Aged just 21, Colin Stevens decided to call it quits on his golfing career. Since the age of 17 he’d been playing and practising full time in a bid to make it as a professional golfer. “I won a couple of British competitions, but after a while I could see that I wasn’t going to beat the very best.” He decided it was time to enter the world of business instead. That would prove to be a shrewd move.
During his golfing days, he’d supported himself by selling golfing equipment through eBay. But that ended when he ran out of supplies. “I had some discontinued stock from a factory that I was making good money on. But when I tried to get stuff from official distributors, the margin was terrible.”
Desperate for cash, Stevens went through a “Del Boy Trotter” stage when he tried selling just about everything through eBay. Eventually, his mum, who worked for a bathroom products distributor, suggested that he tried selling taps.
“I wasn’t that keen at first, but when I looked into it I was surprised how high the margins were.” Thanks to his low overheads – “I lived at home and sold through eBay so I didn’t really have many costs” – Stevens was able to sell cheaply.
After a year of strong sales he set up a website for his firm, Better Bathrooms. Now he could take on more suppliers and offer more bathroom goods; soon he was selling £500,000 of equipment a year.
Next, an ambitious Stevens wanted a shop. “The thing with bathrooms is that people like to come and see what they’re getting.” So in 2004 he splashed out on renting and fitting out a showroom in Wigan. Always keen to keep costs down, he negotiated with suppliers to give him freebies in return for display items.
Unlike many retailers at the time Stevens didn’t try to charge one price for internet buyers and a higher one for shop customers. “I used to look at firms like Comet that had different prices and I thought they were nuts.” Ultimately, reasoned Stevens, if your margins can take it you should simply offer all your customers what they want at the same price. Not everyone liked his discounting approach.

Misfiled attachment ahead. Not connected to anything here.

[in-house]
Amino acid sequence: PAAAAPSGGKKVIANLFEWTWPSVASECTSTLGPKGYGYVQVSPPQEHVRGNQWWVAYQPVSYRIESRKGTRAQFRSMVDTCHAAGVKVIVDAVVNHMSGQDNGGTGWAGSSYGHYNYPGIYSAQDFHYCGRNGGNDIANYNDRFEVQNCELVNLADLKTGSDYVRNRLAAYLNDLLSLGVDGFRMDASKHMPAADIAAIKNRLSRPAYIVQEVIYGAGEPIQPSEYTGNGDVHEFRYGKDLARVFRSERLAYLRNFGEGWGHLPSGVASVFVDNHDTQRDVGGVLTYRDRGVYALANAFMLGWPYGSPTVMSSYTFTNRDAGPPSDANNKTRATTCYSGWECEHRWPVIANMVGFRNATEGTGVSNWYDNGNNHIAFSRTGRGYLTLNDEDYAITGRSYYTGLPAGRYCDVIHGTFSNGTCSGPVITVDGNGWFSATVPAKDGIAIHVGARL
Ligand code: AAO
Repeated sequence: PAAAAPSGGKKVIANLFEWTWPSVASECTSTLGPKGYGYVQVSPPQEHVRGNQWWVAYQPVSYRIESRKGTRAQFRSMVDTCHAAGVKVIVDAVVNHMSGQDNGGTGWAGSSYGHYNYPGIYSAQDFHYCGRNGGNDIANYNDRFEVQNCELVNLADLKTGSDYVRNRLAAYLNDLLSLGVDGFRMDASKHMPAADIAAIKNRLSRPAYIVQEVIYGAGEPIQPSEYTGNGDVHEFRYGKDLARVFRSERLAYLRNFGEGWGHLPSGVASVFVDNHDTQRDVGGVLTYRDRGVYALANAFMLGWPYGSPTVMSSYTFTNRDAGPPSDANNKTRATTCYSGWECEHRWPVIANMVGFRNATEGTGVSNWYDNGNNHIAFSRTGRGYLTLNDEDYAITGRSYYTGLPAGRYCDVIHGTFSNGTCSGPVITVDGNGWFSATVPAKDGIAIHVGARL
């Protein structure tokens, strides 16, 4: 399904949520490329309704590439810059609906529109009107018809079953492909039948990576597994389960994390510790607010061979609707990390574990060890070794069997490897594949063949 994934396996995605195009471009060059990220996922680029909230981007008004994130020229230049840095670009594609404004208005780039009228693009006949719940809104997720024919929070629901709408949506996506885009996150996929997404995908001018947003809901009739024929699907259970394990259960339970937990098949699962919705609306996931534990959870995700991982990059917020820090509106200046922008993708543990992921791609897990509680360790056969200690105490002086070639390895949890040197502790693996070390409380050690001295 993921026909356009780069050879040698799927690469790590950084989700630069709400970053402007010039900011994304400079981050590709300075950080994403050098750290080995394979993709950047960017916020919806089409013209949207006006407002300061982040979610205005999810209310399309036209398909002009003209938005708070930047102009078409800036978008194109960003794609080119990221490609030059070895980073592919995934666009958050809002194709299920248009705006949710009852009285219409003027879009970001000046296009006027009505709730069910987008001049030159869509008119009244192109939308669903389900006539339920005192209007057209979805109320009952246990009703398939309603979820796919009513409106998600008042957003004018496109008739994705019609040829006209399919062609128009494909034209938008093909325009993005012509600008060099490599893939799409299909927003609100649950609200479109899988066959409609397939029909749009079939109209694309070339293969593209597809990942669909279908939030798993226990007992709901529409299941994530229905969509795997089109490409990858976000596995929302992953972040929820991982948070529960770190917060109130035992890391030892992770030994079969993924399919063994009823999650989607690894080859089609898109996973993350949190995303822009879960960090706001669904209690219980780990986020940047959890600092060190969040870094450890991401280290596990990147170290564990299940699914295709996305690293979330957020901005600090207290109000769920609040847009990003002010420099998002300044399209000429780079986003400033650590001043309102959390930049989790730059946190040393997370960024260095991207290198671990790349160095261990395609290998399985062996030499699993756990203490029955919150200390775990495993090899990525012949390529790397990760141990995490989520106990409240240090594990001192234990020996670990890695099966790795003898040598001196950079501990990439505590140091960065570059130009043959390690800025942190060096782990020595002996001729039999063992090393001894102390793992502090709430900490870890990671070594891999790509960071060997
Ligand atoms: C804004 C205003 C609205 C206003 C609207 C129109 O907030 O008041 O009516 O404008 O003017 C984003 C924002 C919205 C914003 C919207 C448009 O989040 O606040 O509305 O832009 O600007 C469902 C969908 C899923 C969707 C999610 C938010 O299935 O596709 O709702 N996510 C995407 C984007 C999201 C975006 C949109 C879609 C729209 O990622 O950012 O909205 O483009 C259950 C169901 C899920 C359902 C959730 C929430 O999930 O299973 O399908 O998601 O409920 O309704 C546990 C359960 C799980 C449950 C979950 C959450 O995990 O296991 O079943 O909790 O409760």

Suppliers, “who were basically price fixing”, tried to get him to change it, but Stevens wouldn’t budge. Even when many major names stopped supplying him, he stuck to his guns. “I got on a plane and travelled to places like Italy, Portugal, Thailand and China to find new suppliers.” His obstinacy paid off and by 2008 he was able to open another, much larger store in nearby Warrington.
Expanding as the financial crisis hit wasn’t easy. “Overnight the banks tightened up and suppliers went from giving us £250,000 credit to £50,000. We had to be a lot more careful with cash flow.” Yet customers continued to come through the doors and by 2010 he was ready to open a new Manchester store.
Last year, sales hit £36m with the firm’s phenomenal growth earning it a place in The Sunday Times Virgin Fast Track 100 – an index of the country’s fastest-growing companies. Fed up with dealing with suppliers – many of whom have gone bust anyway – Better Bathrooms now often deals direct with manufacturers.
“It gives us more control over what they make, which means we can give our customers what they want.” Now 32, Stevens has set his sights higher still: he plans to get sales to £200m.